Monday, September 01, 1997
by Richard D. Weber, J.D.
MDA Legal Counsel
Published in the September 1997 issue of the Journal
Question: I am a dentist who rendered treatment to a patient over six years ago. I did not bill the patient at the time of treatment. Can I bill the patient now to collect payment?
Answer: Although no law would preclude billing the patient at this time, the question is whether or not the patient has a defense based upon the statute of limitations. Generally, the statute of limitations for collecting an unpaid bill is six years from the time the bill became delinquent.
Since no bill was sent, there is some uncertainty as to when the bill became delinquent, or, to put it in the legal perspective, the payment contract was breached. If a claim is within six years from the date the debt became due, which typically would be 30 days from the date the services are rendered, the statute of limitations may not have expired. Even if the statute of limitations has expired, however, it is an affirmative defense which must be timely raised by the defendant in a lawsuit or it is waived.
Question: I am a dentist who treated a patient involved in an auto accident in 1993. I collected payment from one insurance company in 1993, but I never billed the auto insurance company. May I now bill the patient or auto insurance company to collect payment for the treatment rendered in 1993?
Answer: Again, there is no law precluding the bill. Whether the law would preclude collection is the real issue. There does not appear to be a statute of limitations problem. Some insurance carriers have contractual limitation provisions which require bills to be submitted within a certain time frame, which is much shorter than the six-year statute of limitations with respect to contract actions. Such a contractual limitation period built into an insurance contract or participation agreement could preclude recovery.
Typically, there is a coordination of benefits issue involved when two insurance companies may provide coverage. The law in Michigan provides that health care insurers are primary over automobile insurers where there are appropriate coordination of benefits provisions. There may also be issues as to whether the ERISA preemption doctrine might apply and whether the participating provider contract precludes balance billing.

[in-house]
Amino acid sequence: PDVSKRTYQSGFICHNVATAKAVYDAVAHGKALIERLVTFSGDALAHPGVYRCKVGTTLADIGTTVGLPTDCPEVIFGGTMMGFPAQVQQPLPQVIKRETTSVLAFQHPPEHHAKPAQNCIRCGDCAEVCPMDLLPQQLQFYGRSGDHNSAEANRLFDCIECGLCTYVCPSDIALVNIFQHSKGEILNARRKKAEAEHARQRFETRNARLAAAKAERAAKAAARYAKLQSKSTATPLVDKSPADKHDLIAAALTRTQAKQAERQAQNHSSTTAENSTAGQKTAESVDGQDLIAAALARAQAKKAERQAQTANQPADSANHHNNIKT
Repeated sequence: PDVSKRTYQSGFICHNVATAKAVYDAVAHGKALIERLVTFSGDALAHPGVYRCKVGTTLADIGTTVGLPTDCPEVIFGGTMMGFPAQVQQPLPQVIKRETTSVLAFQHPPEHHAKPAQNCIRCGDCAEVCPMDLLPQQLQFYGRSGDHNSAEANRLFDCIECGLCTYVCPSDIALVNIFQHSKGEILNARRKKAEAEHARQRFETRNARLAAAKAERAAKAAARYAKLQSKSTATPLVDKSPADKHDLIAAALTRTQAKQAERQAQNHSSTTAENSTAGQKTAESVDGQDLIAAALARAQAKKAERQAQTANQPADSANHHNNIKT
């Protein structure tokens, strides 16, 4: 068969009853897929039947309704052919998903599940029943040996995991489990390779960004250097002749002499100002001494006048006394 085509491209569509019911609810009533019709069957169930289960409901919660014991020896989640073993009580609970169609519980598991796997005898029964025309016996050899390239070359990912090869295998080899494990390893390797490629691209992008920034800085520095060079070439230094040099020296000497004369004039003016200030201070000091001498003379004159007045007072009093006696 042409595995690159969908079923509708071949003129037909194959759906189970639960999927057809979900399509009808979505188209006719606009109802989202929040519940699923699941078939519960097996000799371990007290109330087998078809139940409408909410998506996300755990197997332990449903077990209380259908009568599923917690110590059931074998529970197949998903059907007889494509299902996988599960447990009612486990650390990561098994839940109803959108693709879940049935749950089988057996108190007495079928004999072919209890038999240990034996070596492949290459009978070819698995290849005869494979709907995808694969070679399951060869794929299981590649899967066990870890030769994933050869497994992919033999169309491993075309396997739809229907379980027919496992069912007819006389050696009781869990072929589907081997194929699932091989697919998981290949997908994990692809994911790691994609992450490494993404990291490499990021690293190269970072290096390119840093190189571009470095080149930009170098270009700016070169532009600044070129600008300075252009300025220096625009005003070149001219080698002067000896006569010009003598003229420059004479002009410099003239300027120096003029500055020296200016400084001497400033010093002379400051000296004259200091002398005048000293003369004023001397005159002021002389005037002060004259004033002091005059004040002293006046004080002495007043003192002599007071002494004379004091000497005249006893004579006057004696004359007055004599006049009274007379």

For example, Michigan case law holds that a Blue Cross Blue Shield of Michigan participating provider may not balance bill either the patient or a secondary no-fault automobile insurance carrier for services covered by BCBS.
Your question does not include sufficient facts to determine whether you would be legally successful in collecting against the patient or auto insurance company.
Question: I have been told that many malpractice cases arise out of fee disputes. I have further been told that filing a suit to collect a fee often results in a counter-claim for malpractice. Does this mean that dentists should never file suits to collect fees?
Answer: The statute of limitations for a malpractice claim is two years from the date of the last treatment, or six months from the date of discovery, whichever is later. With respect to minors, the statute of limitations is longer. A person eight years of age or less must commence a malpractice action on or before that person's 10th birthday.
The statute of limitations for collecting a debt is six years. If there is a concern that a malpractice counterclaim may be generated by a suit for collection of a fee, it is wise to wait until the applicable statute of limitations has expired, which would generally give the dentist an additional four years to pursue collection of the debt, except with respect to minors.